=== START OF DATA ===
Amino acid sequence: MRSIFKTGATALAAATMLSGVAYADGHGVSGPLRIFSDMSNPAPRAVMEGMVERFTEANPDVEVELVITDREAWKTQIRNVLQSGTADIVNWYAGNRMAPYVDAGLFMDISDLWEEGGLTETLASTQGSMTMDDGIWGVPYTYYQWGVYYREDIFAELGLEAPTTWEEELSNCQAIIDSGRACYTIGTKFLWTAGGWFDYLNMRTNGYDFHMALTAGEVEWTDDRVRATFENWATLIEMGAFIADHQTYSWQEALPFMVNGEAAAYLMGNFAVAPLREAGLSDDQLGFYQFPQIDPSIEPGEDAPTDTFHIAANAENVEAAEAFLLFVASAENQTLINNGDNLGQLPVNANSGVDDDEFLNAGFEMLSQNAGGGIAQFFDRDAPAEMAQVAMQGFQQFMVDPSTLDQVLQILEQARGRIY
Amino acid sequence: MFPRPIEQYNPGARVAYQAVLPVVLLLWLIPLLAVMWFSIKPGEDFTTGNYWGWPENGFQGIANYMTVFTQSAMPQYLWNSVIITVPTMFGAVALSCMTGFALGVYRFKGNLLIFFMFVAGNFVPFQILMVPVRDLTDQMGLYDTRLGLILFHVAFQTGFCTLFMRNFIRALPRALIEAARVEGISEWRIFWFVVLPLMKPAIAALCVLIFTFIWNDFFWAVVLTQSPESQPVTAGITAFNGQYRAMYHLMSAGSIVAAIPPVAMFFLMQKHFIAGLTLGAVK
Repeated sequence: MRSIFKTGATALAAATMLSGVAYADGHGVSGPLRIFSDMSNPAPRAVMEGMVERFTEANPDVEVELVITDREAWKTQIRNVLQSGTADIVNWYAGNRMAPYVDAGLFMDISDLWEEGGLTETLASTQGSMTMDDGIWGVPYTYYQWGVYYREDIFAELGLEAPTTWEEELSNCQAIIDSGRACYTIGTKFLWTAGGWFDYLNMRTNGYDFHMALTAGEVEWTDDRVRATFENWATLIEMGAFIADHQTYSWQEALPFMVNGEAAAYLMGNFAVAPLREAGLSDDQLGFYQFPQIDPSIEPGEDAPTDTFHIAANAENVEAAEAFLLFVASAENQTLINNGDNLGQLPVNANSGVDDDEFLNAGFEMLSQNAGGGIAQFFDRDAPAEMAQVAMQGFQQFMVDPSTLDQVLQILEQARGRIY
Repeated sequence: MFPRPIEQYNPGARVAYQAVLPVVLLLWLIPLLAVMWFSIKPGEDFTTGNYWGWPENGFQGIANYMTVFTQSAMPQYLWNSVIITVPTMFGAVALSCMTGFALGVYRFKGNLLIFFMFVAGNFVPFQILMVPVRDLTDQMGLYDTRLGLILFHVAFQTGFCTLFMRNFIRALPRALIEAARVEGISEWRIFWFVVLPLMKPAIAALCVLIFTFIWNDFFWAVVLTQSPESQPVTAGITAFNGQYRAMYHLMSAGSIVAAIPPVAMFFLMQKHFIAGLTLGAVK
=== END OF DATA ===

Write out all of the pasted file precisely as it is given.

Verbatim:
Amino acid sequence: MRSIFKTGATALAAATMLSGVAYADGHGVSGPLRIFSDMSNPAPRAVMEGMVERFTEANPDVEVELVITDREAWKTQIRNVLQSGTADIVNWYAGNRMAPYVDAGLFMDISDLWEEGGLTETLASTQGSMTMDDGIWGVPYTYYQWGVYYREDIFAELGLEAPTTWEEELSNCQAIIDSGRACYTIGTKFLWTAGGWFDYLNMRTNGYDFHMALTAGEVEWTDDRVRATFENWATLIEMGAFIADHQTYSWQEALPFMVNGEAAAYLMGNFAVAPLREAGLSDDQLGFYQFPQIDPSIEPGEDAPTDTFHIAANAENVEAAEAFLLFVASAENQTLINNGDNLGQLPVNANSGVDDDEFLNAGFEMLSQNAGGGIAQFFDRDAPAEMAQVAMQGFQQFMVDPSTLDQVLQILEQARGRIY
Amino acid sequence: MFPRPIEQYNPGARVAYQAVLPVVLLLWLIPLLAVMWFSIKPGEDFTTGNYWGWPENGFQGIANYMTVFTQSAMPQYLWNSVIITVPTMFGAVALSCMTGFALGVYRFKGNLLIFFMFVAGNFVPFQILMVPVRDLTDQMGLYDTRLGLILFHVAFQTGFCTLFMRNFIRALPRALIEAARVEGISEWRIFWFVVLPLMKPAIAALCVLIFTFIWNDFFWAVVLTQSPESQPVTAGITAFNGQYRAMYHLMSAGSIVAAIPPVAMFFLMQKHFIAGLTLGAVK
Repeated sequence: MRSIFKTGATALAAATMLSGVAYADGHGVSGPLRIFSDMSNPAPRAVMEGMVERFTEANPDVEVELVITDREAWKTQIRNVLQSGTADIVNWYAGNRMAPYVDAGLFMDISDLWEEGGLTETLASTQGSMTMDDGIWGVPYTYYQWGVYYREDIFAELGLEAPTTWEEELSNCQAIIDSGRACYTIGTKFLWTAGGWFDYLNMRTNGYDFHMALTAGEVEWTDDRVRATFENWATLIEMGAFIADHQTYSWQEALPFMVNGEAAAYLMGNFAVAPLREAGLSDDQLGFYQFPQIDPSIEPGEDAPTDTFHIAANAENVEAAEAFLLFVASAENQTLINNGDNLGQLPVNANSGVDDDEFLNAGFEMLSQNAGGGIAQFFDRDAPAEMAQVAMQGFQQFMVDPSTLDQVLQILEQARGRIY
Repeated sequence: MFPRPIEQYNPGARVAYQAVLPVVLLLWLIPLLAVMWFSIKPGEDFTTGNYWGWPENGFQGIANYMTVFTQSAMPQYLWNSVIITVPTMFGAVALSCMTGFALGVYRFKGNLLIFFMFVAGNFVPFQILMVPVRDLTDQMGLYDTRLGLILFHVAFQTGFCTLFMRNFIRALPRALIEAARVEGISEWRIFWFVVLPLMKPAIAALCVLIFTFIWNDFFWAVVLTQSPESQPVTAGITAFNGQYRAMYHLMSAGSIVAAIPPVAMFFLMQKHFIAGLTLGAVK